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What Makes a Creed
Adapted from the Tapestry of Faith story "James Luther Adams," by Jessica York.
Present the story Introduction and Part I, reading aloud up to the point marked "STOP." Then, lead a role play and discussion as instructed in Alternate Activity 3, Description of Activity. Following the discussion, read the conclusion of the story (Part II) aloud.
Unitarian Universalism is a living faith. We think that people should be free to believe what they must believe—the truth of their life experiences—instead of professing belief in what they are told to believe. This is what we mean when we say ours is a "creedless" religion. Creeds are often associated with "orthodoxy," or "straight teaching." Those who do not agree with the beliefs stated in the creed are often labeled as "heterodoxical," or even "heretical."
Being a living faith means that any one of us can change what we believe, if we experience a deeper truth that contradicts our previous beliefs. But in order to change, we must be open to new thoughts, new ideas, and new experiences. We have to have our ears open to hear the experiences of the people with whom we share community. There is a saying that people were created with two ears and one mouth because we should listen twice as much as we speak. When we come together in community, we have the opportunity to listen to each other and gain a perspective greater than what we would have alone.
Sometimes we listen with our ears. When you are a part of a sacred, beloved community you listen not only with your ears, but also with your heart.
In 1948, most congregations and houses of worship in the United States were segregated by the color of their members' skin. Some were segregated by law; others by custom or by a lack of actively trying to welcome and include all people. The First Unitarian Society of Chicago was one of these congregations. Although their church was located in a neighborhood with many African Americans, only whites could join, according to the written bylaws of the church, and according to custom.
The day came that many members began to believe that if they really wanted to live their values and principles, they needed to take action against racism. The minister, the Reverend Leslie Pennington, was ready for this day and ready to take action. So was James Luther Adams, a well-known and respected liberal theologian and social ethicist. Adams taught at the Meadville Lombard Theological School, right across the street from the First Unitarian Society of Chicago. And he was a member of the congregation's Board of Directors.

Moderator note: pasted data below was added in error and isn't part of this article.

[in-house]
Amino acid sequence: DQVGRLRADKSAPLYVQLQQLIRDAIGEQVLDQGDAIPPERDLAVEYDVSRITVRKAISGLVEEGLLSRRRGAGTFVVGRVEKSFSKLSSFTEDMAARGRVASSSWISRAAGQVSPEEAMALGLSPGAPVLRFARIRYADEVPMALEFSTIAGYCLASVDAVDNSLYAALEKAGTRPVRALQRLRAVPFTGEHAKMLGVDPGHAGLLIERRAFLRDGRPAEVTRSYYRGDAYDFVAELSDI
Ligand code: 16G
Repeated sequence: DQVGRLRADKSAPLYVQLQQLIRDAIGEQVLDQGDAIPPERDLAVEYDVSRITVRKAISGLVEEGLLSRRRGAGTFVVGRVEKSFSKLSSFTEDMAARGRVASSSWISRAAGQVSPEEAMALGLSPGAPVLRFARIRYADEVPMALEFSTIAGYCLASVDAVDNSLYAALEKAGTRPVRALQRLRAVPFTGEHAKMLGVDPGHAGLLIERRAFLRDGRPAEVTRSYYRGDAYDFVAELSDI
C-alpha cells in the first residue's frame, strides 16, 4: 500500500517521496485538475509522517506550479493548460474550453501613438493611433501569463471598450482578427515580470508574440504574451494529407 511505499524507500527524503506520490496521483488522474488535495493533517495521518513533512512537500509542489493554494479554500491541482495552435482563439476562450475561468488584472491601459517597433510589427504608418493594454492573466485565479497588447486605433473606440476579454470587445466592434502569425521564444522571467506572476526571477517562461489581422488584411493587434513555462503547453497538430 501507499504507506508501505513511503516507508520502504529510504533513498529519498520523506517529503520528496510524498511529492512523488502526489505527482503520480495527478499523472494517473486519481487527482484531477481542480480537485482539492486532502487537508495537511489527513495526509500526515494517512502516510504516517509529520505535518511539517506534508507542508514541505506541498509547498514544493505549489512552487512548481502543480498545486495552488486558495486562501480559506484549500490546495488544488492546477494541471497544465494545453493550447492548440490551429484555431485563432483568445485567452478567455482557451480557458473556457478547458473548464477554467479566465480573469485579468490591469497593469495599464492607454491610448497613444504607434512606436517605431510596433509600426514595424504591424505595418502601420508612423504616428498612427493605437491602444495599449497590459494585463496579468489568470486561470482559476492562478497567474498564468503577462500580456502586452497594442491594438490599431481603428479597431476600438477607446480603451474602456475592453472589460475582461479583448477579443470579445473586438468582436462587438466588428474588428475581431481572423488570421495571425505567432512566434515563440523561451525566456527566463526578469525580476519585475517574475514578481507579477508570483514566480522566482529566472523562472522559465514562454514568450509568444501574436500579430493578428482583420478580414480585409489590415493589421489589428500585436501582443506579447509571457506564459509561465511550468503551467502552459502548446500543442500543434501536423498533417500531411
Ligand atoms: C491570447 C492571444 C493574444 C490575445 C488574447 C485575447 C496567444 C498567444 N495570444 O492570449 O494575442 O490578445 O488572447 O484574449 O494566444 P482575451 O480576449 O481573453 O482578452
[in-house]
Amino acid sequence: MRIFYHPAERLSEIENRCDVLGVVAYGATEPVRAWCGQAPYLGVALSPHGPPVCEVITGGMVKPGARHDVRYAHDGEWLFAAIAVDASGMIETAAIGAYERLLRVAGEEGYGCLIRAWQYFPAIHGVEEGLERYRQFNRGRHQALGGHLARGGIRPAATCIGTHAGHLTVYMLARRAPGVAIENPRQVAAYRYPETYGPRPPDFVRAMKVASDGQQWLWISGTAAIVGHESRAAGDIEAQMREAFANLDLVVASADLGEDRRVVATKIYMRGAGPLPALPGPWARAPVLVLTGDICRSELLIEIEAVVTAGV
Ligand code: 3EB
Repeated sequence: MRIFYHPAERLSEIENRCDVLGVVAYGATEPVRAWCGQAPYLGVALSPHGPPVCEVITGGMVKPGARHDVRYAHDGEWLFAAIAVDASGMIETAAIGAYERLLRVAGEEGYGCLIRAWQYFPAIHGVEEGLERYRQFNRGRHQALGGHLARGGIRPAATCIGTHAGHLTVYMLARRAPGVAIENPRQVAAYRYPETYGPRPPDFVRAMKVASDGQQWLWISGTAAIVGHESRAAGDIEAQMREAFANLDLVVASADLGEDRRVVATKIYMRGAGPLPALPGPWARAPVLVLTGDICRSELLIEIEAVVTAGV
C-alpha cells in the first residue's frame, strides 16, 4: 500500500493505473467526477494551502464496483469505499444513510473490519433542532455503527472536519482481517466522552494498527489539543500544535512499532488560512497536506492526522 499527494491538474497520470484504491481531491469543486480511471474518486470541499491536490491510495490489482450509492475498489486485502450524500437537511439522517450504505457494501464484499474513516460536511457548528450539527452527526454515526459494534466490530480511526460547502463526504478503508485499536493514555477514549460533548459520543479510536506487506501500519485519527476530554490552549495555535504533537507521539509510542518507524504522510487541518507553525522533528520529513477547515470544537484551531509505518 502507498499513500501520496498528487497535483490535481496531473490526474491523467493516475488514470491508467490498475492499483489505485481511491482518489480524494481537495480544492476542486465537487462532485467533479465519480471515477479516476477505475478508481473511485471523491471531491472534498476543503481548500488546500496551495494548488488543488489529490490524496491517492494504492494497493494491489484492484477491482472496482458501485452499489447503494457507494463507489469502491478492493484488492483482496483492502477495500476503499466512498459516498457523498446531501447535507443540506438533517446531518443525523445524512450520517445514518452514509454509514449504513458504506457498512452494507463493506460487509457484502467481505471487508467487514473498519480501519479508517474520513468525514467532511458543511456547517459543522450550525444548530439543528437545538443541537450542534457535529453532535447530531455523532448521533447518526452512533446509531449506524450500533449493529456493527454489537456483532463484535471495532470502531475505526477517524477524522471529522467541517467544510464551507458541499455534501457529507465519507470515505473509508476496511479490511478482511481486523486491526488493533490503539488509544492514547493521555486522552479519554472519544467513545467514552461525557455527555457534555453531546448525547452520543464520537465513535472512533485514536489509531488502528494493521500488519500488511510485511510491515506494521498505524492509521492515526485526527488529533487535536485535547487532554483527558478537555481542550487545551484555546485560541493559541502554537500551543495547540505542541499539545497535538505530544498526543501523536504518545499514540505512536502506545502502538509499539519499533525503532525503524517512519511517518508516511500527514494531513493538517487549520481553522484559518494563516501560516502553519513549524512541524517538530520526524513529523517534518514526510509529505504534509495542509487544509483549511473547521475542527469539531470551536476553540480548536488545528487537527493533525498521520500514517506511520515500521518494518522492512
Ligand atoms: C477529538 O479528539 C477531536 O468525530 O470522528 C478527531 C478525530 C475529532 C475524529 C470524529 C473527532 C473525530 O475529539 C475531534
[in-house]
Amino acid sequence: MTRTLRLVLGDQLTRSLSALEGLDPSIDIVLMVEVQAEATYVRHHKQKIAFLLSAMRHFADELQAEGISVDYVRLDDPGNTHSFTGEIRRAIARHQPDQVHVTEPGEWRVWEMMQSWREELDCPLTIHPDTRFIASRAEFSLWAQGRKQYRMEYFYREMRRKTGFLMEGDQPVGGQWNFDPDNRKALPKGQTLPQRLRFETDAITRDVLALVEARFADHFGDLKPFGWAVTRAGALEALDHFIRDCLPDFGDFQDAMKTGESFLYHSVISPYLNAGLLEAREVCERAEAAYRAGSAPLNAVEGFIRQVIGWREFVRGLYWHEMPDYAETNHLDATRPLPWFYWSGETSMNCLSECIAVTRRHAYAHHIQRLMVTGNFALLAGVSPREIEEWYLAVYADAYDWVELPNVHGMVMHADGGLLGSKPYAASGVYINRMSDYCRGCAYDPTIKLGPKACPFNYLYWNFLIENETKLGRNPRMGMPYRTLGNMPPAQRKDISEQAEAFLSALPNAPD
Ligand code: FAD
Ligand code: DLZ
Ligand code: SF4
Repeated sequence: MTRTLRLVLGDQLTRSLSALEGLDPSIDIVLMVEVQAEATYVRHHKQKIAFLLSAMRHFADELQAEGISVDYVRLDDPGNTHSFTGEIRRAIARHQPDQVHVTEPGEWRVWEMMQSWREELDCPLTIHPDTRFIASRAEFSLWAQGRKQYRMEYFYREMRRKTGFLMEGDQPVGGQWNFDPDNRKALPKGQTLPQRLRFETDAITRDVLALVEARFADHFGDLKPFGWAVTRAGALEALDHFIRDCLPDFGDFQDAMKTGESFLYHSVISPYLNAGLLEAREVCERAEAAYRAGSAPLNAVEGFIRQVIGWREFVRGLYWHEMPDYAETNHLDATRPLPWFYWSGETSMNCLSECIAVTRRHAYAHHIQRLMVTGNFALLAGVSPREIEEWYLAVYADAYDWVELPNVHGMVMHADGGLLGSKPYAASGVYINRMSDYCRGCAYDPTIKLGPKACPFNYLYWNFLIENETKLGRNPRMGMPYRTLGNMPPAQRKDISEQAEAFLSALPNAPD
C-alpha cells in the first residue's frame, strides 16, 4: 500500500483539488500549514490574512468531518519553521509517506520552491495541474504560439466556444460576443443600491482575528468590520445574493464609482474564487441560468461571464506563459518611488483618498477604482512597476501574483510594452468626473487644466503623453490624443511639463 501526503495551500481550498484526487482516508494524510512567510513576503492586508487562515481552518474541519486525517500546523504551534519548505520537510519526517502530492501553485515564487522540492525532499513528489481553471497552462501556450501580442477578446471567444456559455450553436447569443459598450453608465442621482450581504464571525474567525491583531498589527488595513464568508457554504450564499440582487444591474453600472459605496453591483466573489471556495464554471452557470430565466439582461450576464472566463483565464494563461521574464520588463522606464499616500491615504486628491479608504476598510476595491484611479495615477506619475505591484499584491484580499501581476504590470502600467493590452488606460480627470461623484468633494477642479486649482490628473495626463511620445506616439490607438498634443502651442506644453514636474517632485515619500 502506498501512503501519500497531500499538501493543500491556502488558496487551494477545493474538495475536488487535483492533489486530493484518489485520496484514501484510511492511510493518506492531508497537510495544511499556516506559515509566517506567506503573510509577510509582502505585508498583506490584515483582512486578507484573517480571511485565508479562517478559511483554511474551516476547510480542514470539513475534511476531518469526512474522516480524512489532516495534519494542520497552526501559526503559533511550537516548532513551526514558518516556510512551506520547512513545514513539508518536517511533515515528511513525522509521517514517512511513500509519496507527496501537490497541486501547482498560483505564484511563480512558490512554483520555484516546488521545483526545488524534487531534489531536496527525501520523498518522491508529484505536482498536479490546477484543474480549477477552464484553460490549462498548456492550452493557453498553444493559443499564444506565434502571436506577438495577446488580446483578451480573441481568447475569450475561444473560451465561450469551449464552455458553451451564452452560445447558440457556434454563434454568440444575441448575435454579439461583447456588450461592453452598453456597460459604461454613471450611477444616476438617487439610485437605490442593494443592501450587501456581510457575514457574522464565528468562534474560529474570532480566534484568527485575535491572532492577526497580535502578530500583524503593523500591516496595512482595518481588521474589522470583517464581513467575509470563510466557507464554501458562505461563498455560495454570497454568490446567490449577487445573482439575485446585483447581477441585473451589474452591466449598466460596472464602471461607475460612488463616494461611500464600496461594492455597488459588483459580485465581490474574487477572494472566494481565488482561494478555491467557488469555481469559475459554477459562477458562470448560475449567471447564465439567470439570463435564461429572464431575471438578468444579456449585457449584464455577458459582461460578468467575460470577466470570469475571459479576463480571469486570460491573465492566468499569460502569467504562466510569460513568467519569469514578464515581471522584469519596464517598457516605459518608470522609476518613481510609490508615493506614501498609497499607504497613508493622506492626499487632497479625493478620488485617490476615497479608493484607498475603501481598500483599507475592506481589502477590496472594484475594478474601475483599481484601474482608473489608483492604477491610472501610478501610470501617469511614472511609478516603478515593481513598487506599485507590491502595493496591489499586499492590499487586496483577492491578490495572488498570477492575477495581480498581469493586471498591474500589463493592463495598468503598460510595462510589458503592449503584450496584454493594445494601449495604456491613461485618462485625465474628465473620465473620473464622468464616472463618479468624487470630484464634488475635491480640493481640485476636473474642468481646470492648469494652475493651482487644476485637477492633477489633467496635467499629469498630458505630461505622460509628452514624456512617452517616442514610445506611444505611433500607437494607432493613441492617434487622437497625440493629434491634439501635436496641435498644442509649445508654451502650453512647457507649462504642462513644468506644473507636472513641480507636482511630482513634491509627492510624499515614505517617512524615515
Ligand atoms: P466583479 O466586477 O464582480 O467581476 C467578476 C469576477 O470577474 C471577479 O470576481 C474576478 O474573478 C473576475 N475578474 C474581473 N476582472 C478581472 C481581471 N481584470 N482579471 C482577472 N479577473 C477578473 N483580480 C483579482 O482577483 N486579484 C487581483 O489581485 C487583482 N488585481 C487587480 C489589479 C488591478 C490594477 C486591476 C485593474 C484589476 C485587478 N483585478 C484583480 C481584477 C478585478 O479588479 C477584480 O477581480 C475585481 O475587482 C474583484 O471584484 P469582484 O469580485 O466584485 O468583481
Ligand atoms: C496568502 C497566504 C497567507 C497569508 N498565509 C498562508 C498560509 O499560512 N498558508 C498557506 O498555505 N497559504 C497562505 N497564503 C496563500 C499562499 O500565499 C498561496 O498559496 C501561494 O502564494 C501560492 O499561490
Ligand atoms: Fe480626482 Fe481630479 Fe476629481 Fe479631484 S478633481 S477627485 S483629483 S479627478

Reverend Pennington and James Luther Adams joined with others to propose a change in the church's bylaws to desegregate the church. They saw this as a way to put their love into action.
But in 1948, desegregation—in fact, anything about skin color and racism—was controversial. Some people, even some of those who supported African Americans in demanding their civil liberties, believed in a separate, but equal policy.
When the congregation's Board considered the desegregation proposal, most of them supported it. However, one member of the Board objected. "Your new program is making desegregation into a creed," he said. "You are asking everyone in our church to say they believe desegregating, or inviting, even recruiting people of color to attend church here, is a good way to tackle racism. What if some members don't believe this?"
Respectful debate ensued at the First Unitarian Society of Chicago. Both sides felt, in their hearts, that their belief was right. Perhaps they were so busy trying to be heard they forgot to listen. And so, they kept on talking.
(Facilitator: Stop here. If you choose to, stage a role play of the preceding part of the story, as described in Alternate Activity 3, What Makes a Creed?)
The debate went on in the Board of Directors' meeting until the early hours of the morning. Everyone was exhausted and frustrated. Finally, James Luther Adams remembered that we should be listening twice as much as talking. He asked the person who had voiced the strongest objection, "What do you say is the purpose of this church?"
Suddenly, everyone was listening. Everyone wanted to hear the answer to this crucial question. Probably, the person who objected was listening especially hard to his own heart, as well as to the words he had heard from other Board members through the long discussion.
The Board member who opposed opening the church to people of color finally replied. "Okay, Jim. The purpose of this church is to get hold of people like me and change them."
The First Unitarian Society of Chicago successfully desegregated.